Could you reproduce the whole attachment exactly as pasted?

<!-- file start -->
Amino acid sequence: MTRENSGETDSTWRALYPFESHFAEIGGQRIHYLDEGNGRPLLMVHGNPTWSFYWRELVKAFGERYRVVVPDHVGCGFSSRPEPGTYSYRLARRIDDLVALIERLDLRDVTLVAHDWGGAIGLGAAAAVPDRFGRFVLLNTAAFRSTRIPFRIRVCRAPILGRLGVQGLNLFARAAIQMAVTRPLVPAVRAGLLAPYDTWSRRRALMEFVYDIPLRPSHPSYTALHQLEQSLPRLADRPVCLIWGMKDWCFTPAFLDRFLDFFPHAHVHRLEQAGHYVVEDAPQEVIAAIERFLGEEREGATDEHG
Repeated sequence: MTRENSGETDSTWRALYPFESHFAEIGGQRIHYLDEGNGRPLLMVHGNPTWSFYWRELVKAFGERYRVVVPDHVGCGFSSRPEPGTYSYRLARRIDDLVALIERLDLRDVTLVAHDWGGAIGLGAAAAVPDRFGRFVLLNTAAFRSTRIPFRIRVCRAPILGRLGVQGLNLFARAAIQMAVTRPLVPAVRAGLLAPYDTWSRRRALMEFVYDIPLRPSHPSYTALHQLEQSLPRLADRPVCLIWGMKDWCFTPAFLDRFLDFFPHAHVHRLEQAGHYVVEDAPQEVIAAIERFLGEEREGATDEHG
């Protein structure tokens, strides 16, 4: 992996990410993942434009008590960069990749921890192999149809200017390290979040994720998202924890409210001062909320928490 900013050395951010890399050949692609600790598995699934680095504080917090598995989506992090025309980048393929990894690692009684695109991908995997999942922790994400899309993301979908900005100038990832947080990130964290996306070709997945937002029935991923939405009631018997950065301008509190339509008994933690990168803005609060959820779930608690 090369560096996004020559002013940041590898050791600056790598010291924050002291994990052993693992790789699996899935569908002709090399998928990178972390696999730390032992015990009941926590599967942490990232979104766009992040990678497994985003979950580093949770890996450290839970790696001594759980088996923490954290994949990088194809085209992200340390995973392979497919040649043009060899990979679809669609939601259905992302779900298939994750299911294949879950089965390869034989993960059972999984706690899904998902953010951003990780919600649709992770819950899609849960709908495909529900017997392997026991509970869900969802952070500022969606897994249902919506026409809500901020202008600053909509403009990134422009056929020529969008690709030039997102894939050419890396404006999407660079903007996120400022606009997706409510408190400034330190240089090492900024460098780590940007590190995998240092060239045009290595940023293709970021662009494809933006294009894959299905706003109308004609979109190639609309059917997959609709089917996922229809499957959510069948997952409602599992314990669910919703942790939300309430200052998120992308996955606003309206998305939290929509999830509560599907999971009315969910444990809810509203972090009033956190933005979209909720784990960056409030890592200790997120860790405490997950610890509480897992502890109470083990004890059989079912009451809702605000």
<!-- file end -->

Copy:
Amino acid sequence: MTRENSGETDSTWRALYPFESHFAEIGGQRIHYLDEGNGRPLLMVHGNPTWSFYWRELVKAFGERYRVVVPDHVGCGFSSRPEPGTYSYRLARRIDDLVALIERLDLRDVTLVAHDWGGAIGLGAAAAVPDRFGRFVLLNTAAFRSTRIPFRIRVCRAPILGRLGVQGLNLFARAAIQMAVTRPLVPAVRAGLLAPYDTWSRRRALMEFVYDIPLRPSHPSYTALHQLEQSLPRLADRPVCLIWGMKDWCFTPAFLDRFLDFFPHAHVHRLEQAGHYVVEDAPQEVIAAIERFLGEEREGATDEHG
Repeated sequence: MTRENSGETDSTWRALYPFESHFAEIGGQRIHYLDEGNGRPLLMVHGNPTWSFYWRELVKAFGERYRVVVPDHVGCGFSSRPEPGTYSYRLARRIDDLVALIERLDLRDVTLVAHDWGGAIGLGAAAAVPDRFGRFVLLNTAAFRSTRIPFRIRVCRAPILGRLGVQGLNLFARAAIQMAVTRPLVPAVRAGLLAPYDTWSRRRALMEFVYDIPLRPSHPSYTALHQLEQSLPRLADRPVCLIWGMKDWCFTPAFLDRFLDFFPHAHVHRLEQAGHYVVEDAPQEVIAAIERFLGEEREGATDEHG
């Protein structure tokens, strides 16, 4: 992996990410993942434009008590960069990749921890192999149809200017390290979040994720998202924890409210001062909320928490 900013050395951010890399050949692609600790598995699934680095504080917090598995989506992090025309980048393929990894690692009684695109991908995997999942922790994400899309993301979908900005100038990832947080990130964290996306070709997945937002029935991923939405009631018997950065301008509190339509008994933690990168803005609060959820779930608690 090369560096996004020559002013940041590898050791600056790598010291924050002291994990052993693992790789699996899935569908002709090399998928990178972390696999730390032992015990009941926590599967942490990232979104766009992040990678497994985003979950580093949770890996450290839970790696001594759980088996923490954290994949990088194809085209992200340390995973392979497919040649043009060899990979679809669609939601259905992302779900298939994750299911294949879950089965390869034989993960059972999984706690899904998902953010951003990780919600649709992770819950899609849960709908495909529900017997392997026991509970869900969802952070500022969606897994249902919506026409809500901020202008600053909509403009990134422009056929020529969008690709030039997102894939050419890396404006999407660079903007996120400022606009997706409510408190400034330190240089090492900024460098780590940007590190995998240092060239045009290595940023293709970021662009494809933006294009894959299905706003109308004609979109190639609309059917997959609709089917996922229809499957959510069948997952409602599992314990669910919703942790939300309430200052998120992308996955606003309206998305939290929509999830509560599907999971009315969910444990809810509203972090009033956190933005979209909720784990960056409030890592200790997120860790405490997950610890509480897992502890109470083990004890059989079912009451809702605000």